This is a re-publication of the article:
Chris Fischer: ‘Thorvaldsen and Raphael’, in: Meddelelser fra Thorvaldsens Museum (Communications from the Thorvaldsens Museum) p. 2008, p. 10-42.
For a presentation of the article in its original appearance in Danish, please see this facsimile scan.
Thorvaldsen and Raphael
Thorvaldsen shared his contemporaries’ love for Raphael. He owned 16 books on the artist and many prints of his works, and he had a drawing of the Madonna, which at that time was thought to be by Raphael, hanging over his bed. It is significant that Thorvaldsen’s drawing was in a style relating to Raphael’s youthful work, for it was primarily Raphael’s early works which were venerated by the circle of artists and scholars that Thorvaldsen frequented after his arrival in Rome in 1797. Among these artists were the Nazarenes, who were so obsessed with Raphael’s early works that no matter the date of the prototype they followed, whether it was the Stanze-inspired frescoes in the Casino Massimo, Führich’s paraphrase of the Miraculous Draught of Fishes or Schnorr von Carolfeld’s pastiche of the Burning o f the Borgo, it was transposed into an idiom in which the influence of the young Raphael was predominant. Ingres, who lived at the same address as Thorvaldsen was also obsessed with Raphael, but he was more interested in Raphael’s post-Florentine works. And he copied Raphael into his paintings in a much more sophisticated manner than the Nazarenes. His method is most clearly revealed in his Vow of Louis XIII which formed the climactic point in Ingres’ life. The painting is a despairing synthesis of Raphaelesque motifs put together in a scissors and paste manner with no feeling for the flow and rhythm which are the primary devices of Raphael’s unrivalled skill as a storyteller. The Renaissance master still believed in a coherent and harmonious picture of the world, but by the end of the century this perception had been splintered and Ingres inadvertently responded to the spirit of his own times, his segmented working method being a reflection of this.
Thorvaldsen shared Ingres’ interest in Raphael’s post-Florentine works, but in contrast to his French and German colleagues, he understood the spirit behind Raphael’s figures and compositions. The balance and ease combined with restrained and introspected thoughtfulness which are hallmarks of so many of Thorvaldsen’s statues – such as the 1803 version of Ganymede and the Cupid and Psyche – seem to stem from
Raphael’s Farnesina frescoes, which Thorvaldsen copied immediately after his arrival to Rome. The 1803-version of Ganymede and his Cupid and Psyche for instance are clearly based on Raphael’s fresco of Mercury reaching the cup of immortalizing Ambrosia to Psyche as she enters Olympus.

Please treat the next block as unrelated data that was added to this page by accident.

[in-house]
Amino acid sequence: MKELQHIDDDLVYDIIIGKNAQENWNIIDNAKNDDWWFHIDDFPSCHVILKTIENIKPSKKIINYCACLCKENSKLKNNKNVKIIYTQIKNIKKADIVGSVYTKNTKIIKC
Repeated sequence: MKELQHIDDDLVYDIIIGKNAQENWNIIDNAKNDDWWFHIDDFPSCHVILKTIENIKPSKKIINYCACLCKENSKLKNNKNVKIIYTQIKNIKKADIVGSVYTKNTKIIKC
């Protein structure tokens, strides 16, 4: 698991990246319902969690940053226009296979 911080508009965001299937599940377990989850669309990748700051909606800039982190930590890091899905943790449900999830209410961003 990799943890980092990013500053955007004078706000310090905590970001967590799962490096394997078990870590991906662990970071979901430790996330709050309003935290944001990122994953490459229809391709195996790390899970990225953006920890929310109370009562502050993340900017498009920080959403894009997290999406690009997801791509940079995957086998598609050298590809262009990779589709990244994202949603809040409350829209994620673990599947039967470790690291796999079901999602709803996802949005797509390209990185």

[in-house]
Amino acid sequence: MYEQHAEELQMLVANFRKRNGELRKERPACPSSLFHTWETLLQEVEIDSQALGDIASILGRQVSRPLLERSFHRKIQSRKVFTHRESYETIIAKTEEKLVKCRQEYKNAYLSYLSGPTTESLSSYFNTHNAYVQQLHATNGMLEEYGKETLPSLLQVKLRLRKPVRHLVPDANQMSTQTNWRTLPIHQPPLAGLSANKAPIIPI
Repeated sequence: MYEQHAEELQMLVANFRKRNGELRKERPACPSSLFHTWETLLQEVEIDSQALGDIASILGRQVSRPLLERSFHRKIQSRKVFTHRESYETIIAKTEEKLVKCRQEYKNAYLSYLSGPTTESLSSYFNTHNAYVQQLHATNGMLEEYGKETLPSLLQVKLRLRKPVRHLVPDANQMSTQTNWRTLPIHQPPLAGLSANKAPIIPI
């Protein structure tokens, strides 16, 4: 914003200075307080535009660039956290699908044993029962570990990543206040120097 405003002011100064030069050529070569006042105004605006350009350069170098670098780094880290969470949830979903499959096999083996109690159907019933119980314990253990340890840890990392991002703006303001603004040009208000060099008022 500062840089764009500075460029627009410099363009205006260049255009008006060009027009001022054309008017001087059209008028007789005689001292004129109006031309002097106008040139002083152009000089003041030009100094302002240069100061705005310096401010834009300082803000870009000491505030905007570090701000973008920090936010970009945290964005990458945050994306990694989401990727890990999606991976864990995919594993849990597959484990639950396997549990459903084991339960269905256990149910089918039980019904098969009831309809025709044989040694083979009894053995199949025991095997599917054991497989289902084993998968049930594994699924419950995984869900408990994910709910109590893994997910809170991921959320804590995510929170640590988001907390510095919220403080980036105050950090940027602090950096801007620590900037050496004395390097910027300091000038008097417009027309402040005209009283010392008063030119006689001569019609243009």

There are several other examples of Thorvaldsen drawing inspiration from the Farnesina vault. One of the more sophisticated is his relief of Cupid and Anacreon in which the touching relationship between the draped old poet and the naked young god has been taken from Raphael’s depiction of Jupiter and Cupid. It is interesting to note that Thorvaldsen, who had a relief in mind, avoided the diagonal foreshortening necessary to Raphael in his desire to create an illusion of celestial space, and that Thorvaldsen also peeled off the sentimentalism which later restorers had added to Raphael’s fresco in order to capture the mood that the master had originally intended. It is the distillation of elements like these that contribute to the overall feeling of a unifying rhythm and of compositions from which no element could be distracted without making it fall apart.
From the self portrait statue in which Thorvaldsen, hammer and chisel in hand, is leaning on the archaic statue of Hope, we understand that, like Raphael, Thorvaldsen did not see himself as a genius struggling with the creative process, the way the Romantics regarded themselves, but as an artisan such as the artists were seen in Renaissance society. He has portrayed himself as one with his work and one with tradition, as part of a continuity. His spirit was more closely related to that of the Renaissance than to the incoherent spirit of the modern age, and that is probably the reason why he was so successful when he introduced inspiration from Raphael into his works.
Last updated 11.05.2017